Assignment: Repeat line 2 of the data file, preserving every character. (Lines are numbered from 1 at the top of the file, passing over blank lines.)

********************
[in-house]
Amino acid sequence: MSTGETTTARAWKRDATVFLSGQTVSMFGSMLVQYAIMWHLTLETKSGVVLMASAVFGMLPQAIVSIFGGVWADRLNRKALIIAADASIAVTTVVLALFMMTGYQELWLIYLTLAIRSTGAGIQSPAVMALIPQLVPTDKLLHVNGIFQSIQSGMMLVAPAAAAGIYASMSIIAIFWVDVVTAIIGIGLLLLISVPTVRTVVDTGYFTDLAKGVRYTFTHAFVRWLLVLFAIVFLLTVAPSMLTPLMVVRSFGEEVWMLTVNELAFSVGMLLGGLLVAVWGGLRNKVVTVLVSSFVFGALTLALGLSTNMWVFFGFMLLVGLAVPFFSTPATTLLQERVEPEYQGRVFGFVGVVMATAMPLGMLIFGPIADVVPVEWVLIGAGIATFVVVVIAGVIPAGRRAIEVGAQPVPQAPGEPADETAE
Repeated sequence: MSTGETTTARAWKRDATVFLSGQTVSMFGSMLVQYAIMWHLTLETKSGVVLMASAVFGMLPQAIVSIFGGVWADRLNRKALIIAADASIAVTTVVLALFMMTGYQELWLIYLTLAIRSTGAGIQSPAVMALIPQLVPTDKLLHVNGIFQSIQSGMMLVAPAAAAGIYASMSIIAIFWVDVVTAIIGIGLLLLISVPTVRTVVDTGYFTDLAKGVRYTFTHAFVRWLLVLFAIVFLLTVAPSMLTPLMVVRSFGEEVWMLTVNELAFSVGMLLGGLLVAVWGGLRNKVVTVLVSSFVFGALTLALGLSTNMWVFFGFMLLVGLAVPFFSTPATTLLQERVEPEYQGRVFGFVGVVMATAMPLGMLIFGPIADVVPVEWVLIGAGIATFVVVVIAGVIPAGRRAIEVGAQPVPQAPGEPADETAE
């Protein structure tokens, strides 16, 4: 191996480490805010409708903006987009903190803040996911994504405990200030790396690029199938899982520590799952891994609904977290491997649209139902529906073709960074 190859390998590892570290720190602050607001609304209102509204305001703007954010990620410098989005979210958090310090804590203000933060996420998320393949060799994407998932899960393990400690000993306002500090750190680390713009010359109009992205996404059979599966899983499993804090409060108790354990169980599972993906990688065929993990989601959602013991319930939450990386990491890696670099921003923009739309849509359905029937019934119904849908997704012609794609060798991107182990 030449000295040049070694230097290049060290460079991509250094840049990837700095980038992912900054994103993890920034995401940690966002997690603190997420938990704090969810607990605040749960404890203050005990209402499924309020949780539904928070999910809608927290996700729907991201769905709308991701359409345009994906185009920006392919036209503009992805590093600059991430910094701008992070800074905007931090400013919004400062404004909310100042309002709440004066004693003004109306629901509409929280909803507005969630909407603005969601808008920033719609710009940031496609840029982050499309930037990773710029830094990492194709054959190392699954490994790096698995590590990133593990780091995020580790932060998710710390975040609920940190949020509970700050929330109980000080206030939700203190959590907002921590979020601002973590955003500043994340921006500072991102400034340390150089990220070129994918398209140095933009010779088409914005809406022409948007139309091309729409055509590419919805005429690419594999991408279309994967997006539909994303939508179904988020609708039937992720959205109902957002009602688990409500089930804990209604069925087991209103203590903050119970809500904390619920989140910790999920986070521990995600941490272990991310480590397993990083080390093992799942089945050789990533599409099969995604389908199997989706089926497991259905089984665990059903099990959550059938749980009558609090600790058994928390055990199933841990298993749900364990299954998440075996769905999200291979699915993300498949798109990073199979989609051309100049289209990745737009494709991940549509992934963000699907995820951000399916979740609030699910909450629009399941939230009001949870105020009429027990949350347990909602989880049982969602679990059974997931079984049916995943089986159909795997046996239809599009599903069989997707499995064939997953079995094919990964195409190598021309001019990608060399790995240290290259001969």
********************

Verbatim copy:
Amino acid sequence: MSTGETTTARAWKRDATVFLSGQTVSMFGSMLVQYAIMWHLTLETKSGVVLMASAVFGMLPQAIVSIFGGVWADRLNRKALIIAADASIAVTTVVLALFMMTGYQELWLIYLTLAIRSTGAGIQSPAVMALIPQLVPTDKLLHVNGIFQSIQSGMMLVAPAAAAGIYASMSIIAIFWVDVVTAIIGIGLLLLISVPTVRTVVDTGYFTDLAKGVRYTFTHAFVRWLLVLFAIVFLLTVAPSMLTPLMVVRSFGEEVWMLTVNELAFSVGMLLGGLLVAVWGGLRNKVVTVLVSSFVFGALTLALGLSTNMWVFFGFMLLVGLAVPFFSTPATTLLQERVEPEYQGRVFGFVGVVMATAMPLGMLIFGPIADVVPVEWVLIGAGIATFVVVVIAGVIPAGRRAIEVGAQPVPQAPGEPADETAE